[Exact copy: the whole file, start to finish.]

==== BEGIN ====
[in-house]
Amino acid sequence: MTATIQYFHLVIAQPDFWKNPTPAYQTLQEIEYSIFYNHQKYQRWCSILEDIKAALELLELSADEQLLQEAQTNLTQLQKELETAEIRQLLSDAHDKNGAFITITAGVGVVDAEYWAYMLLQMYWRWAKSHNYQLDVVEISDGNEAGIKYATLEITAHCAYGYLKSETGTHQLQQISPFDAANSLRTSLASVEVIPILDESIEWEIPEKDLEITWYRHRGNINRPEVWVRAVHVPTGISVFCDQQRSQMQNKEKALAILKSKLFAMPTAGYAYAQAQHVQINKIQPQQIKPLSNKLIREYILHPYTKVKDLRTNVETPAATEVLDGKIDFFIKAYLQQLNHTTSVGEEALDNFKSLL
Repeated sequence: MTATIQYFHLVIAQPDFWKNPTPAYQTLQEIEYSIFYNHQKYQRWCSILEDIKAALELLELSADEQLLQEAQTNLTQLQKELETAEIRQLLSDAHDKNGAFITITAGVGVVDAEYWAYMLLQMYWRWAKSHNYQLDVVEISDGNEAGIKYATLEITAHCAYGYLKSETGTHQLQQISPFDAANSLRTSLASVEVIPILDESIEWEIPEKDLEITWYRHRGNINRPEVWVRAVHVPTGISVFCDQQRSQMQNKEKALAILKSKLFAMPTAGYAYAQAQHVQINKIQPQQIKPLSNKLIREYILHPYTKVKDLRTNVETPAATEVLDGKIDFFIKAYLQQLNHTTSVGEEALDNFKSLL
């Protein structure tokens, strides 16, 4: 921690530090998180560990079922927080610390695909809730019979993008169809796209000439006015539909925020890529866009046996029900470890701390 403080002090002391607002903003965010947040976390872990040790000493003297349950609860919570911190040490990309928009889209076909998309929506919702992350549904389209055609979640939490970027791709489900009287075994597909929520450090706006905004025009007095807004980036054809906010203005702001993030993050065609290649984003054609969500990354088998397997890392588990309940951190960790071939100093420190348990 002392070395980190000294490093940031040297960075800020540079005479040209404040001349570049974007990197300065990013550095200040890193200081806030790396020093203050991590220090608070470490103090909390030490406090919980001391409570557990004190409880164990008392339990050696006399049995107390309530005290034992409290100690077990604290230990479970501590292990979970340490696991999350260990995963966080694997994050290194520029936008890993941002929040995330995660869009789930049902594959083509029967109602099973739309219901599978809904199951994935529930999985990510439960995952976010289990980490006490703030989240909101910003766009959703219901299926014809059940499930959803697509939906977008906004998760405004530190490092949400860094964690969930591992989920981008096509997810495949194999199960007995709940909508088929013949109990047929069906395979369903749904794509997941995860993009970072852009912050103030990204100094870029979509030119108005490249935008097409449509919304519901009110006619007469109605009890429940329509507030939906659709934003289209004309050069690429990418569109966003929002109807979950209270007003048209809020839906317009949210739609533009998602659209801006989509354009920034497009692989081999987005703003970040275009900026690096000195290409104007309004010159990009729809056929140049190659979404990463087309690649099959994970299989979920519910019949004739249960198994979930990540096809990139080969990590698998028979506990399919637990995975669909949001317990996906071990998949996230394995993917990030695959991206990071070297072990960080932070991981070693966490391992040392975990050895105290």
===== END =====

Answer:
[in-house]
Amino acid sequence: MTATIQYFHLVIAQPDFWKNPTPAYQTLQEIEYSIFYNHQKYQRWCSILEDIKAALELLELSADEQLLQEAQTNLTQLQKELETAEIRQLLSDAHDKNGAFITITAGVGVVDAEYWAYMLLQMYWRWAKSHNYQLDVVEISDGNEAGIKYATLEITAHCAYGYLKSETGTHQLQQISPFDAANSLRTSLASVEVIPILDESIEWEIPEKDLEITWYRHRGNINRPEVWVRAVHVPTGISVFCDQQRSQMQNKEKALAILKSKLFAMPTAGYAYAQAQHVQINKIQPQQIKPLSNKLIREYILHPYTKVKDLRTNVETPAATEVLDGKIDFFIKAYLQQLNHTTSVGEEALDNFKSLL
Repeated sequence: MTATIQYFHLVIAQPDFWKNPTPAYQTLQEIEYSIFYNHQKYQRWCSILEDIKAALELLELSADEQLLQEAQTNLTQLQKELETAEIRQLLSDAHDKNGAFITITAGVGVVDAEYWAYMLLQMYWRWAKSHNYQLDVVEISDGNEAGIKYATLEITAHCAYGYLKSETGTHQLQQISPFDAANSLRTSLASVEVIPILDESIEWEIPEKDLEITWYRHRGNINRPEVWVRAVHVPTGISVFCDQQRSQMQNKEKALAILKSKLFAMPTAGYAYAQAQHVQINKIQPQQIKPLSNKLIREYILHPYTKVKDLRTNVETPAATEVLDGKIDFFIKAYLQQLNHTTSVGEEALDNFKSLL
């Protein structure tokens, strides 16, 4: 921690530090998180560990079922927080610390695909809730019979993008169809796209000439006015539909925020890529866009046996029900470890701390 403080002090002391607002903003965010947040976390872990040790000493003297349950609860919570911190040490990309928009889209076909998309929506919702992350549904389209055609979640939490970027791709489900009287075994597909929520450090706006905004025009007095807004980036054809906010203005702001993030993050065609290649984003054609969500990354088998397997890392588990309940951190960790071939100093420190348990 002392070395980190000294490093940031040297960075800020540079005479040209404040001349570049974007990197300065990013550095200040890193200081806030790396020093203050991590220090608070470490103090909390030490406090919980001391409570557990004190409880164990008392339990050696006399049995107390309530005290034992409290100690077990604290230990479970501590292990979970340490696991999350260990995963966080694997994050290194520029936008890993941002929040995330995660869009789930049902594959083509029967109602099973739309219901599978809904199951994935529930999985990510439960995952976010289990980490006490703030989240909101910003766009959703219901299926014809059940499930959803697509939906977008906004998760405004530190490092949400860094964690969930591992989920981008096509997810495949194999199960007995709940909508088929013949109990047929069906395979369903749904794509997941995860993009970072852009912050103030990204100094870029979509030119108005490249935008097409449509919304519901009110006619007469109605009890429940329509507030939906659709934003289209004309050069690429990418569109966003929002109807979950209270007003048209809020839906317009949210739609533009998602659209801006989509354009920034497009692989081999987005703003970040275009900026690096000195290409104007309004010159990009729809056929140049190659979404990463087309690649099959994970299989979920519910019949004739249960198994979930990540096809990139080969990590698998028979506990399919637990995975669909949001317990996906071990998949996230394995993917990030695959991206990071070297072990960080932070991981070693966490391992040392975990050895105290």